“We are from middle-class families and cannot afford to pay 1.5-2 crore donations to medical colleges there (in India). So we managed funds and came here,” said Suman Vaishanavar, Amit’s brother and Gyandagoudar ’s flatmate.

All three had gone to Ukraine through Parthan’s consultancy, an agency that sends students to other countries for medical education.

The victim’s father, Shekharappa Gyandagoudar, appealed to the government to bring back his son’s body, and requested them to look into the problems of medical education.

“Kindly look into the matter, and donation it is very bad. Intelligent students are going abroad to study. (If) they plan to get their education here, they have to pay crores to get that seat. They are getting better education abroad son got 97% in PUC (pre-university),” he said.

Gyandagoudar did most of his schooling and college education in Nanjangud in Mysuru. His father Shankarappa Gyandagoudar worked in a private factory and is now retired, while elder brother Harsha is pursuing doctoral studies.

Both Gyandagoudar and Vaishanavar’s families knew each other well, and it was one of the reasons that led them to consider pursuing higher education in Ukraine.

“It’s like a chain link,” explained Amit Vaishanavar, adding that they followed someone else’s footsteps to Ukraine, much like Vaishanavar, who followed them.

There are around 3,000 Indian students in the colleges in Kharkiv, of which nearly 10% are from Karnataka, according to estimates by expat students.

Students trapped in the war-torn country have made several appeals to the Indian government to be evacuated as soon as possible. Just two days ago, Vaishanavar stood in the background of one such video interview with a Kannada television channel, in which students shared their plight and requested Indian authorities to evacuate them.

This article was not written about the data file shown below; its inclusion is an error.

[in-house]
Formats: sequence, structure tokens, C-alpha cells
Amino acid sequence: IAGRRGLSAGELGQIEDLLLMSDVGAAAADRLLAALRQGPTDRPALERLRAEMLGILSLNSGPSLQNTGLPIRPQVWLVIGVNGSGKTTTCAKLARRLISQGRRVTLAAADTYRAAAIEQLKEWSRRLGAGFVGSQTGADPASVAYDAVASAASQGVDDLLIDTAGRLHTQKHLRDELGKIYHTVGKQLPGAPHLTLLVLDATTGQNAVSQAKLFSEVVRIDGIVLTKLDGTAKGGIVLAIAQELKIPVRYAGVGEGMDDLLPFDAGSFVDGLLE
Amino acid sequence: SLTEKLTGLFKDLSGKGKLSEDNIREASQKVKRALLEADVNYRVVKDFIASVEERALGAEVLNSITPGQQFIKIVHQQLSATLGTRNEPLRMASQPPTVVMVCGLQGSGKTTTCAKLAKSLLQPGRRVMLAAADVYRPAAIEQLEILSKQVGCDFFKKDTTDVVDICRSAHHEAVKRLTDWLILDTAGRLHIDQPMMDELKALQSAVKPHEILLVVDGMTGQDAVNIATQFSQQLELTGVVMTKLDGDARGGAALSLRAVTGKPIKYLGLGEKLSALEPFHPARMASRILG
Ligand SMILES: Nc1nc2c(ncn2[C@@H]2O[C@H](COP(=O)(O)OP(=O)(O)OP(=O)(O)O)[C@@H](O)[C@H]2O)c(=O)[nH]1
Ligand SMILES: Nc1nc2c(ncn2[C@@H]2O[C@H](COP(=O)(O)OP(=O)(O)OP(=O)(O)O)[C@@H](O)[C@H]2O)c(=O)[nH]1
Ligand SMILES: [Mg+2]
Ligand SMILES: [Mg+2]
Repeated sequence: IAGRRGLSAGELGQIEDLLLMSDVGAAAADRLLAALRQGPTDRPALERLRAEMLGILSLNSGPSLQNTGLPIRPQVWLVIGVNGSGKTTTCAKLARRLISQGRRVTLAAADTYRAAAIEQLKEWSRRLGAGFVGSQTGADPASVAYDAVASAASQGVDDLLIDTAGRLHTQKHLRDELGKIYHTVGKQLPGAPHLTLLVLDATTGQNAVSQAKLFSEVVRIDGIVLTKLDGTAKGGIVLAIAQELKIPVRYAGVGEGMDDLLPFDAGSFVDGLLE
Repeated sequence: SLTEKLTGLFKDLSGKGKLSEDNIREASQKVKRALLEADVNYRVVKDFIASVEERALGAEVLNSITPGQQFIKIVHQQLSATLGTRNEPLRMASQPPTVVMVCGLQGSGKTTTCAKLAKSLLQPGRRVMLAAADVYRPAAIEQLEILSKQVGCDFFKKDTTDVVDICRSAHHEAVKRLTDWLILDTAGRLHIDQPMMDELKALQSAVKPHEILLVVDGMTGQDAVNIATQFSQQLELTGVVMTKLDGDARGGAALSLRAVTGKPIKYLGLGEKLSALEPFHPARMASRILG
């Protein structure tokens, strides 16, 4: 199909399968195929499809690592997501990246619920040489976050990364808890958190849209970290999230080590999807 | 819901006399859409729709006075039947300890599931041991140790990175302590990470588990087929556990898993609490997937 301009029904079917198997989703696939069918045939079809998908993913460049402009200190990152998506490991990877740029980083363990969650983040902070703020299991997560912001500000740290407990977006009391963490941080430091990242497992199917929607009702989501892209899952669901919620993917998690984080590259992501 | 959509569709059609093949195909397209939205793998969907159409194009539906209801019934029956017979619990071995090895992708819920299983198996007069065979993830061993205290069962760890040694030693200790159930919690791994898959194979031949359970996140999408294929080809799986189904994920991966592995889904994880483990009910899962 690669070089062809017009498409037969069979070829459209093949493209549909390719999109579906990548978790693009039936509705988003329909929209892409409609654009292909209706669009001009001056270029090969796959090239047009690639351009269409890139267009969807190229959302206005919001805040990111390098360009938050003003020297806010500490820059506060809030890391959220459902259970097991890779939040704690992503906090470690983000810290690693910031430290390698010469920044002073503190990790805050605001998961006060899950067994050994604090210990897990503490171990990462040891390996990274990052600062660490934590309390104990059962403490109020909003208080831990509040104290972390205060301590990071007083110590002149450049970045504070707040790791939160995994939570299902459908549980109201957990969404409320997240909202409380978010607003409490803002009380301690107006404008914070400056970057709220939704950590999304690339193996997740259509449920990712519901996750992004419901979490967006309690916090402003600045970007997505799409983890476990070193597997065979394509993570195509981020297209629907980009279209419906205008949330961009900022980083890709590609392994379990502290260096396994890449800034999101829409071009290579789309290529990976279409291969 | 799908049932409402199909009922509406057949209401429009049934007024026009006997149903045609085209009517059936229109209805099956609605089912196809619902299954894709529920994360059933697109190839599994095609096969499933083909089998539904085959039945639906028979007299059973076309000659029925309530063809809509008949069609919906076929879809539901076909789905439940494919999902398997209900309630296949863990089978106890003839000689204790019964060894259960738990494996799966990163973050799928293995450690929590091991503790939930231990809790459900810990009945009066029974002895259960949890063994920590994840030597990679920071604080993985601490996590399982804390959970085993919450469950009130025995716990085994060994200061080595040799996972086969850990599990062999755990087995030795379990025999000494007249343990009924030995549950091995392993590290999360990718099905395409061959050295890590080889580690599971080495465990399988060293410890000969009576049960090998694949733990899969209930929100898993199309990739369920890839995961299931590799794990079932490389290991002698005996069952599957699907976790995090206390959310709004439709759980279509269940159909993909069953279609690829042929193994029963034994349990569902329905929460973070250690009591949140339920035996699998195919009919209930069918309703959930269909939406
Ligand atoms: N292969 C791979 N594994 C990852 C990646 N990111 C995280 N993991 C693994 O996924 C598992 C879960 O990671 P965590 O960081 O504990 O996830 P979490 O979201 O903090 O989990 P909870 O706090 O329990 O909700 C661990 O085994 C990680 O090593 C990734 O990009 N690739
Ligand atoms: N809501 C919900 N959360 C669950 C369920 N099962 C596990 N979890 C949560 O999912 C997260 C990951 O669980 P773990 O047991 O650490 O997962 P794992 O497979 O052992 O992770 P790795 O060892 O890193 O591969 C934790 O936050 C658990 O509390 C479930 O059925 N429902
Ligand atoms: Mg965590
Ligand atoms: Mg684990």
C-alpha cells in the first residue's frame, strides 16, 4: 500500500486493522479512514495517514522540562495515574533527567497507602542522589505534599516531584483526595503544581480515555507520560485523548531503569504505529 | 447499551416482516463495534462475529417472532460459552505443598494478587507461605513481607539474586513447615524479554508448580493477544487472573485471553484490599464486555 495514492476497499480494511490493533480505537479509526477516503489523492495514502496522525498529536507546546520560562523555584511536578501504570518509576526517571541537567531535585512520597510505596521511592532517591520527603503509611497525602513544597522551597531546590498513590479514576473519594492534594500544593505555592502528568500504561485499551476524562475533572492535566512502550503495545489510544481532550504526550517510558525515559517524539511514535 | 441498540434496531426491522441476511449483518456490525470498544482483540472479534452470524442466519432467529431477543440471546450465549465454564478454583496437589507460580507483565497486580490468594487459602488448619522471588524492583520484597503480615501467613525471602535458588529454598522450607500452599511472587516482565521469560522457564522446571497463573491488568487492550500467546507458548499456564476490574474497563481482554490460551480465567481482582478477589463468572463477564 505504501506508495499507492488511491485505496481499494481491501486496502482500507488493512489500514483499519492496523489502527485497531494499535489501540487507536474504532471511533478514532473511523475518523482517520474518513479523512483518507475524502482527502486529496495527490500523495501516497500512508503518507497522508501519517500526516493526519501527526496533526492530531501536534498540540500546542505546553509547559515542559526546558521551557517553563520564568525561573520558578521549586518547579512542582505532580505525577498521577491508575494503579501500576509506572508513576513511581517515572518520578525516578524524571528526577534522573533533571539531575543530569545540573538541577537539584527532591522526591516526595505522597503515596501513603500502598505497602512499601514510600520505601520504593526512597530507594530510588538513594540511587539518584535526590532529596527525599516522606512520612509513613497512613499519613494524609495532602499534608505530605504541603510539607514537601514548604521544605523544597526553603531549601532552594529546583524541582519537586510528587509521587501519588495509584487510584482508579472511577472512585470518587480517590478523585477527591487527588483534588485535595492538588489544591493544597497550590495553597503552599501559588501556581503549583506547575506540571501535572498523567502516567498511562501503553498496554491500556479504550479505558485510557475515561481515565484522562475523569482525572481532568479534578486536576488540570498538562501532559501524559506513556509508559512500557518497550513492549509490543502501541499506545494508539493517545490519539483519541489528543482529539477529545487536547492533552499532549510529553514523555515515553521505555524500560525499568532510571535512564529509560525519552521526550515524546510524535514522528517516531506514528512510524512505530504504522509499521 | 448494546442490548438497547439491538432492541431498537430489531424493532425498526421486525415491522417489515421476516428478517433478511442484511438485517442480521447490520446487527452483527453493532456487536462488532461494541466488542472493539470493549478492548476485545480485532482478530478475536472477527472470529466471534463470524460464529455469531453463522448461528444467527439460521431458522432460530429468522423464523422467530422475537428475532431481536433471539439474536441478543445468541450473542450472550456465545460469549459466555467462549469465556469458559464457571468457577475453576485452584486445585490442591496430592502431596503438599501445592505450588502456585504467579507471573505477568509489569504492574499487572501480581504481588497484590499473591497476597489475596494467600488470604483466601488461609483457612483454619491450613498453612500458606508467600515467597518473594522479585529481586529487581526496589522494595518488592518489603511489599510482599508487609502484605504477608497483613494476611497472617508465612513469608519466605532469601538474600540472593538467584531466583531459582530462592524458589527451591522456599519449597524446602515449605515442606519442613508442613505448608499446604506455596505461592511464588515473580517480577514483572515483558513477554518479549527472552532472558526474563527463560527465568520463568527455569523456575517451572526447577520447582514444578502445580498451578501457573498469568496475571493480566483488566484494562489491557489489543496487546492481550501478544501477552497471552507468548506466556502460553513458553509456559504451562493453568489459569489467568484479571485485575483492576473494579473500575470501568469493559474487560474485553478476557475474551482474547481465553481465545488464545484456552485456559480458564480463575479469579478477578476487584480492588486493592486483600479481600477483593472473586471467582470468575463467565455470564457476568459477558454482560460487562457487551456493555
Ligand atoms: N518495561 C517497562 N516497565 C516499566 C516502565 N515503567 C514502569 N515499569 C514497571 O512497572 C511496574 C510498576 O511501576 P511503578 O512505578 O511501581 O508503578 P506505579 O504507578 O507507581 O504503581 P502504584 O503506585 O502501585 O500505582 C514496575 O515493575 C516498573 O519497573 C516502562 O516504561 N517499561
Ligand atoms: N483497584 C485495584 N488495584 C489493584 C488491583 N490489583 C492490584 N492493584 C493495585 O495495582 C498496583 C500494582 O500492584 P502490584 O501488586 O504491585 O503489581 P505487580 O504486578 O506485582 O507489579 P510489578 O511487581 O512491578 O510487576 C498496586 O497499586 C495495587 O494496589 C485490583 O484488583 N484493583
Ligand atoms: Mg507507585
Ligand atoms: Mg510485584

Students told HT that the embassy was unclear in its messaging, as was the university.

“The university told us (before February 24) that these such conflicts have been ongoing since 1991 and told us not to worry. The (Indian) embassy also did not give us any clarity,” said Suman.

On February 18, the Indian embassy in Kyiv shared a note that three additional flights would start “in view of the demand from Indian community/students in Ukraine for flights between Kyiv-Delhi due to uncertainties of the current situation in Ukraine.” HT has seen this note.

“Flight prices, which were around 20,000, jumped to 75,000-80000,” said Suman. “We thought it might get cheaper the next day or the next.”

Kharkiv is just 40km from the Russian border, from where assaults are largely taking place, while the evacuation on the western border was nearly 1,500km away, a student said.

Amit and Suman Vaishanavar said they are not safe in their apartment or even in the bunkers, and asked for help from anyone who reached out to them, including this reporter.

They are still unsure where the body of Gyandagoudar has been taken.

Meanwhile, in Chalagere, Gyandagoudar’s parents, who once dreamt of seeing their son become a doctor, are hoping just to see the mortal remains of their second child, who died in a war he had nothing to do with. Prime Minister Narendra Modi and Karnataka chief minister Basavaraj Bommai spoke to Gyandagoudar’s father on Tuesday to offer condolences.